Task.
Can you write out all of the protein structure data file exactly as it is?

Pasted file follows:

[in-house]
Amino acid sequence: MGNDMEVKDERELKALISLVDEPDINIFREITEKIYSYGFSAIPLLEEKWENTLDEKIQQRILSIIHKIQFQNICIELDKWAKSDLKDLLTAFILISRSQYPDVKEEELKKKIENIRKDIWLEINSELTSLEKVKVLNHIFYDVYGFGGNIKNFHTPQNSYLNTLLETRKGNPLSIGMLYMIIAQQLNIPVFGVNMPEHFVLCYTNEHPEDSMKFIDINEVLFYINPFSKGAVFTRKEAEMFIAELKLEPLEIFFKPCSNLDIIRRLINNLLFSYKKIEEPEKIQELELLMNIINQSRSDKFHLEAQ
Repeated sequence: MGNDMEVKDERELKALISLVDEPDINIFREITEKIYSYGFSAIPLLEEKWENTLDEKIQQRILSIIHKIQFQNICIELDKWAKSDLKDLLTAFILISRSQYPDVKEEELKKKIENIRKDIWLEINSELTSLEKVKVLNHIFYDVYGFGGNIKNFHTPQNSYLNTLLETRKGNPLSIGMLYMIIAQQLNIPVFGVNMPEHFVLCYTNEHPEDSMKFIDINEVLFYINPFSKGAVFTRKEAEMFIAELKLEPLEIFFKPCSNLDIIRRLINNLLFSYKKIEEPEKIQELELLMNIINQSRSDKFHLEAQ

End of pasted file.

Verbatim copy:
[in-house]
Amino acid sequence: MGNDMEVKDERELKALISLVDEPDINIFREITEKIYSYGFSAIPLLEEKWENTLDEKIQQRILSIIHKIQFQNICIELDKWAKSDLKDLLTAFILISRSQYPDVKEEELKKKIENIRKDIWLEINSELTSLEKVKVLNHIFYDVYGFGGNIKNFHTPQNSYLNTLLETRKGNPLSIGMLYMIIAQQLNIPVFGVNMPEHFVLCYTNEHPEDSMKFIDINEVLFYINPFSKGAVFTRKEAEMFIAELKLEPLEIFFKPCSNLDIIRRLINNLLFSYKKIEEPEKIQELELLMNIINQSRSDKFHLEAQ
Repeated sequence: MGNDMEVKDERELKALISLVDEPDINIFREITEKIYSYGFSAIPLLEEKWENTLDEKIQQRILSIIHKIQFQNICIELDKWAKSDLKDLLTAFILISRSQYPDVKEEELKKKIENIRKDIWLEINSELTSLEKVKVLNHIFYDVYGFGGNIKNFHTPQNSYLNTLLETRKGNPLSIGMLYMIIAQQLNIPVFGVNMPEHFVLCYTNEHPEDSMKFIDINEVLFYINPFSKGAVFTRKEAEMFIAELKLEPLEIFFKPCSNLDIIRRLINNLLFSYKKIEEPEKIQELELLMNIINQSRSDKFHLEAQ